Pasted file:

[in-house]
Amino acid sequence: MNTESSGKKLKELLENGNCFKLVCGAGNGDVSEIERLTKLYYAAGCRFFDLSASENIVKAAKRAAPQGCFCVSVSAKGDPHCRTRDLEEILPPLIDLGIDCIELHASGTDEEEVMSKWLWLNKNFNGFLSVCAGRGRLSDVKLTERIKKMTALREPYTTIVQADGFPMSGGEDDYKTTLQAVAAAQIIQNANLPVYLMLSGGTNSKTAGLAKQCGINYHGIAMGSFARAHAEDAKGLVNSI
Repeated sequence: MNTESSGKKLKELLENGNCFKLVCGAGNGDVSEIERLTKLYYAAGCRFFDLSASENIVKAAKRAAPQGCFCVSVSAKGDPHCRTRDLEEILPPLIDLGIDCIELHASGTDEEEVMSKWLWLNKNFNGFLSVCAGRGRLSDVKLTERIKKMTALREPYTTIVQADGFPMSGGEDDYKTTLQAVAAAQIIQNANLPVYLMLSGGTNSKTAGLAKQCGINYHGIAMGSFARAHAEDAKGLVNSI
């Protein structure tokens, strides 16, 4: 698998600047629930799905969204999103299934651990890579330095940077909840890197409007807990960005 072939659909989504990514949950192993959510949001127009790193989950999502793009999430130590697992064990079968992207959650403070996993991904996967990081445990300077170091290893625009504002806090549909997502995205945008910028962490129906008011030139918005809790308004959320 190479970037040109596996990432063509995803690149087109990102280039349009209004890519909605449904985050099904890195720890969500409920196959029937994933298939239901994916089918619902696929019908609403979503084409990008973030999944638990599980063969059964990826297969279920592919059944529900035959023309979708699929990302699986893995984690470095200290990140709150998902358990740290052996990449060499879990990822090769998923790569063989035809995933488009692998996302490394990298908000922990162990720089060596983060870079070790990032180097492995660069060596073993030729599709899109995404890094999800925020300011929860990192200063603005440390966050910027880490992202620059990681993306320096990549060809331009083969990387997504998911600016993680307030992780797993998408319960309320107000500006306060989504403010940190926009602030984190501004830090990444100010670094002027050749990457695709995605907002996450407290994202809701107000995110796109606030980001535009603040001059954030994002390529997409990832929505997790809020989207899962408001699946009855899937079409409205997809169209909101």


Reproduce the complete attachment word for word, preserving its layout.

[in-house]
Amino acid sequence: MNTESSGKKLKELLENGNCFKLVCGAGNGDVSEIERLTKLYYAAGCRFFDLSASENIVKAAKRAAPQGCFCVSVSAKGDPHCRTRDLEEILPPLIDLGIDCIELHASGTDEEEVMSKWLWLNKNFNGFLSVCAGRGRLSDVKLTERIKKMTALREPYTTIVQADGFPMSGGEDDYKTTLQAVAAAQIIQNANLPVYLMLSGGTNSKTAGLAKQCGINYHGIAMGSFARAHAEDAKGLVNSI
Repeated sequence: MNTESSGKKLKELLENGNCFKLVCGAGNGDVSEIERLTKLYYAAGCRFFDLSASENIVKAAKRAAPQGCFCVSVSAKGDPHCRTRDLEEILPPLIDLGIDCIELHASGTDEEEVMSKWLWLNKNFNGFLSVCAGRGRLSDVKLTERIKKMTALREPYTTIVQADGFPMSGGEDDYKTTLQAVAAAQIIQNANLPVYLMLSGGTNSKTAGLAKQCGINYHGIAMGSFARAHAEDAKGLVNSI
């Protein structure tokens, strides 16, 4: 698998600047629930799905969204999103299934651990890579330095940077909840890197409007807990960005 072939659909989504990514949950192993959510949001127009790193989950999502793009999430130590697992064990079968992207959650403070996993991904996967990081445990300077170091290893625009504002806090549909997502995205945008910028962490129906008011030139918005809790308004959320 190479970037040109596996990432063509995803690149087109990102280039349009209004890519909605449904985050099904890195720890969500409920196959029937994933298939239901994916089918619902696929019908609403979503084409990008973030999944638990599980063969059964990826297969279920592919059944529900035959023309979708699929990302699986893995984690470095200290990140709150998902358990740290052996990449060499879990990822090769998923790569063989035809995933488009692998996302490394990298908000922990162990720089060596983060870079070790990032180097492995660069060596073993030729599709899109995404890094999800925020300011929860990192200063603005440390966050910027880490992202620059990681993306320096990549060809331009083969990387997504998911600016993680307030992780797993998408319960309320107000500006306060989504403010940190926009602030984190501004830090990444100010670094002027050749990457695709995605907002996450407290994202809701107000995110796109606030980001535009603040001059954030994002390529997409990832929505997790809020989207899962408001699946009855899937079409409205997809169209909101």